It’s no secret that print media is in a state of crisis — ad revenues are down, page counts are decreasing (in some cases dwindling) and editorial budgets have been slashed. Numerous, long-running publications have folded, with more to come. Everyone from major weeklies like Time and Newsweek to trade publications like Variety are feeling the heat. Newspapers across the country are scrambling to cope with competition from the Internet (i.e. free news) while also using it to expand their brands. Where is this going? Naysayers will tell you that print media is going the way of the dodo.
In an effort to boost the diminishing old media marketplace, CBS is placing a video ad within the Sept. 18th issue of Entertainment Weekly. No, these aren’t DVDs. They’re small (2.7mm thick with 320 x 240 resolution), chip-driven video players that can store up to 40 minutes of content. According to the above linked story from Broadcasting & Cable, the playable video chip ad will promote their returning prime time shows How I Met Your Mother, Two and a Half Men, The Big Bang Theory and Accidentally on Purpose; a Pepsi Max spot; and new series NCIS: L.A., The Good Wife and Three Rivers. It’s an interesting and clever move that could help younger readers reevaluate the concept of print media, and it has a hip, technological edge. After all, the concept of a magazine you can read and watch seems fun. It remains to seen if this idea will be considered innovative or a passing fad. It’s akin to the Harry Potter newspapers with the moving images, which are both cool and weird.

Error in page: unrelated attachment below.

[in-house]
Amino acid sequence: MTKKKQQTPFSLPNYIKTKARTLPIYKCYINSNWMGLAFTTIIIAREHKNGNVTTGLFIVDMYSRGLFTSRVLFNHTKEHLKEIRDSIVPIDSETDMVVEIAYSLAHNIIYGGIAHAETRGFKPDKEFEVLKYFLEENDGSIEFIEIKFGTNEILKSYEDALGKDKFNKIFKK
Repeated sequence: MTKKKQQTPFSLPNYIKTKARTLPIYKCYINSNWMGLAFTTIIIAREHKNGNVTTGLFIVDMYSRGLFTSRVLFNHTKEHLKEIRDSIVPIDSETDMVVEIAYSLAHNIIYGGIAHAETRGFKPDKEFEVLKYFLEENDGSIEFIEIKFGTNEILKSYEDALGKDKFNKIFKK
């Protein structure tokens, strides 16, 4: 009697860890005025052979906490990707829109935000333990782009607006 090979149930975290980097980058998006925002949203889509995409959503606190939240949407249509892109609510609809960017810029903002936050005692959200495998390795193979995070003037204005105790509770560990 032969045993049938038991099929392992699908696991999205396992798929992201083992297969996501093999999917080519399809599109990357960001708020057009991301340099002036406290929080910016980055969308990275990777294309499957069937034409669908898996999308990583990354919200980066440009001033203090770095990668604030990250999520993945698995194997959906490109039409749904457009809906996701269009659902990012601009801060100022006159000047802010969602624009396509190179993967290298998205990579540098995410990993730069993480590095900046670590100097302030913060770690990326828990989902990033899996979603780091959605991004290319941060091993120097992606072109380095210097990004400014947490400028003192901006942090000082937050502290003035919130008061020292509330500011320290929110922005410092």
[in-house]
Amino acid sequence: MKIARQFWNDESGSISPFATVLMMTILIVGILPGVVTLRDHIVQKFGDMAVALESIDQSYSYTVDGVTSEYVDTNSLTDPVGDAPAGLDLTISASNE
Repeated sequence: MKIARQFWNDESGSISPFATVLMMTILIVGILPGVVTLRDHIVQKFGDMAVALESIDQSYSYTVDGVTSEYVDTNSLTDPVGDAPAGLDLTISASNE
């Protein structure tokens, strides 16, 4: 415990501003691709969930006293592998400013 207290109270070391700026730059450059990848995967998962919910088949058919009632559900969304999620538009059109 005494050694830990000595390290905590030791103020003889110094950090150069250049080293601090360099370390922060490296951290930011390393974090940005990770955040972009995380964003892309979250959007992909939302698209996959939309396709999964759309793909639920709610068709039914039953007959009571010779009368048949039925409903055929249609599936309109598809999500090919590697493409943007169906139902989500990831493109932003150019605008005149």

I embraced the Internet early in my career, but I still love newspapers and color magazines. Having grown up in the Eighties, I’m from a generation that still buys magazines, CDs and DVDs. Many of us enjoy the tactile and visual experience of thumbing through a magazine and perusing a special edition package of an album or movie. Viewing everything online is exhausting (and dull), especially for those of us who make our livings sitting in front of a PC or Mac for several hours a day. But younger consumers, and admittedly more and more older ones, are far more technologically oriented. They absorb music, movies and news through an iPods, iPhones, Blackberrys and laptops. And they are used to getting everything for free.
With such considerations in mind, is the Video-in-Print move by CBS a bold step towards transforming an analog format (so to speak) into a hybrid digital one? And will it be able to lure in younger readers and entice back older defectors by giving them something a little more exciting than, heaven forbid, a publication full of static images? That obviously remains to be seen. DVD inserts didn’t exactly set the print world on fire when they were tested a few years back. (Sorry, that’s a cheeky metaphor, but I couldn’t resist.) Then again, said inserts still needed to be played outside of a magazine, not within it.